“On Your Mark”
Devotion, Trust and Obedience (Chapter 1 Verses 14-20)
Their call was to enter into intensive training first. The work is catching men, this necessitates faith, trust, with regards to themselves and any future ministry. It means a life-time course in discipleship, sitting at the Master’s feet and learning day by day (Matthew 11.25-30). That of course is something we all, as Christians ought to be engaged in. We sometimes speak of quiet times, but you know you can have a quiet time without the Lord, you can spend time being quiet and it does you no spiritual benefit at all. A time of devotion, with prayer (speaking to God), singing God’s praise, reading God’s word, and perhaps using some good Bible notes, and a time of supplication and prayer, perhaps even followed by a few pages of a good, solid Christian book, would be much better. Just devoting one hour each day to the Lord, it would amaze you how much you can accomplish, and learn from the Lord Jesus.
It meant trusting the Lord for their future ministry (2Corinthians 12.9). In the parallel account in Luke chapter five, we see a mighty miracle performed. What is the purpose of it? As Peter and the others listen to Jesus and do what he says, in spite of what they know about fishing, times, depth of water and so on, as they take the Lord at his word, they are successful, they bring in a mighty harvest. They must learn to have confidence in the word of God, to do what Christ tells them to do, even though it seems foolish to both them, and the world (1Corinthians 1.18-23). It is God’s power, he will bless faithfulness to his word, he has promised to bless nothing else (1Corinthians 1.9; 1Thessalonians 5.24).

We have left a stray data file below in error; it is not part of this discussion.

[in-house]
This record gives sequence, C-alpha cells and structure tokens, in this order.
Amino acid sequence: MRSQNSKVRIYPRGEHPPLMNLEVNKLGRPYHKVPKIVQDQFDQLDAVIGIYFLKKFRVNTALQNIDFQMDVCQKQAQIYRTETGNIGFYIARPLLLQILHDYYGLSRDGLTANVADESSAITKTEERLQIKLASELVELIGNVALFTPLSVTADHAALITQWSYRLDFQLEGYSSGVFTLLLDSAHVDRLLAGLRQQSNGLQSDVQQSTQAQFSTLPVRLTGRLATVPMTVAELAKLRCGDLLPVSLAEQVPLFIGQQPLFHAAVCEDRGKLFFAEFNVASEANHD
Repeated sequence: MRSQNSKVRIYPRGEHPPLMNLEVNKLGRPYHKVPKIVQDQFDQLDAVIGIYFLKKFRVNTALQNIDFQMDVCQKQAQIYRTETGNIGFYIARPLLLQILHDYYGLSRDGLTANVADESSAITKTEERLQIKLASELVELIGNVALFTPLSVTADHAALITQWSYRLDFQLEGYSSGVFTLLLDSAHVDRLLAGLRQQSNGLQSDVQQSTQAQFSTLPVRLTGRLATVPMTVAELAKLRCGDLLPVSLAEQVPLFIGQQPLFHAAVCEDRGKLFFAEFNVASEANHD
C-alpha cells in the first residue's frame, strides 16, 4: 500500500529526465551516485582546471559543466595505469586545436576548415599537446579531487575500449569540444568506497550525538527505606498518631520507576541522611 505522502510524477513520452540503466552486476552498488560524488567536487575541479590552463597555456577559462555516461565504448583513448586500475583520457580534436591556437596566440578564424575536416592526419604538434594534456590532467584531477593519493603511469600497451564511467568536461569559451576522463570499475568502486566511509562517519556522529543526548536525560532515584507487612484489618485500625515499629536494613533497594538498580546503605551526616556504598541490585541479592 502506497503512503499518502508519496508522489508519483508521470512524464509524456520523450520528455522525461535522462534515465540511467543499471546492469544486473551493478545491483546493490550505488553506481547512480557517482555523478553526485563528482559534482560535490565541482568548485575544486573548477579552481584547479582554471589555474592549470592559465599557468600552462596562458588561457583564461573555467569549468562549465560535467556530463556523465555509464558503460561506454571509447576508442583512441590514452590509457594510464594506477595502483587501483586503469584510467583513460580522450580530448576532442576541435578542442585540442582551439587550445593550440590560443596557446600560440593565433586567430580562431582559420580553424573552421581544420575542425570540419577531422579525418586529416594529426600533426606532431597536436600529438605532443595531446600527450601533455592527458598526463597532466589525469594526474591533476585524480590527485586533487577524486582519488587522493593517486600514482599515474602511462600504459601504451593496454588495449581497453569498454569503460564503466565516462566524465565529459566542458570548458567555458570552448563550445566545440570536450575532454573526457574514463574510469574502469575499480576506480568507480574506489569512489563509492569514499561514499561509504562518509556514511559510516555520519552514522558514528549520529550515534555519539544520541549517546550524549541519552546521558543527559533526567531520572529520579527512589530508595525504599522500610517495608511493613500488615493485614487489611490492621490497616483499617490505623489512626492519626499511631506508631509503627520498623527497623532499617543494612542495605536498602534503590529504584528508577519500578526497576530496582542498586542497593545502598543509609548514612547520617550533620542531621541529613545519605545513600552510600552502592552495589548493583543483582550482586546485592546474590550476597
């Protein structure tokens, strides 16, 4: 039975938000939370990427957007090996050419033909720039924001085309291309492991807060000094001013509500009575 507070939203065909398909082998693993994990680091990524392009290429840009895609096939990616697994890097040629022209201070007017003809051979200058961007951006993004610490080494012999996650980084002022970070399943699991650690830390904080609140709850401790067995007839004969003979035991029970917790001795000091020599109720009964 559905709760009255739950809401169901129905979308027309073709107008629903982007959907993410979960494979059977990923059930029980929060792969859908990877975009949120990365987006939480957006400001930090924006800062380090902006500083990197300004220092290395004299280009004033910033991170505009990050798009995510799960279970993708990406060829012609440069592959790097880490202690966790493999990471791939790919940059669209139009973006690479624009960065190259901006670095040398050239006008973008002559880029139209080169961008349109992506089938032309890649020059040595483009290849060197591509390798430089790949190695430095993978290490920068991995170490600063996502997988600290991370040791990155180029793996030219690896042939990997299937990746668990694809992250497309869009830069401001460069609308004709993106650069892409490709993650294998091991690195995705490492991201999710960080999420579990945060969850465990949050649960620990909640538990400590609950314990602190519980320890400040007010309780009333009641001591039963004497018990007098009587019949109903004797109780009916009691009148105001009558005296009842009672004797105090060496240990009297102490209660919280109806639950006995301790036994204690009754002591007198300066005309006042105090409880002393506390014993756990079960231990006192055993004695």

They for their part of course must prove to be faithful to what has been entrusted to them, the precious mysteries of Christ (1Corinthians 4.2). It is the souls of people they, we, are dealing with. Therefore the Church in any generation cannot afford to tamper with the treasure given us. If the gospel is a ‘saving’ message, that means there is something to be saved from, sin, in all its ugliness and depravity (Jeremiah 17.9), God’s holy anger, wrath because of that sin (John 3.36; Romans 1.18; Romans 2.5). It is not a game we are playing, it’s serious. If we tamper with that message, if we alter it one degree either way, leave out repentance because we don’t want to upset people, or fail to speak of God’s judgment, because we would rather apologize for it. Then we are in danger. To be faithful is to proclaim all of God’s word (Acts 20.27).
(© James R Hamilton, written September, 1996)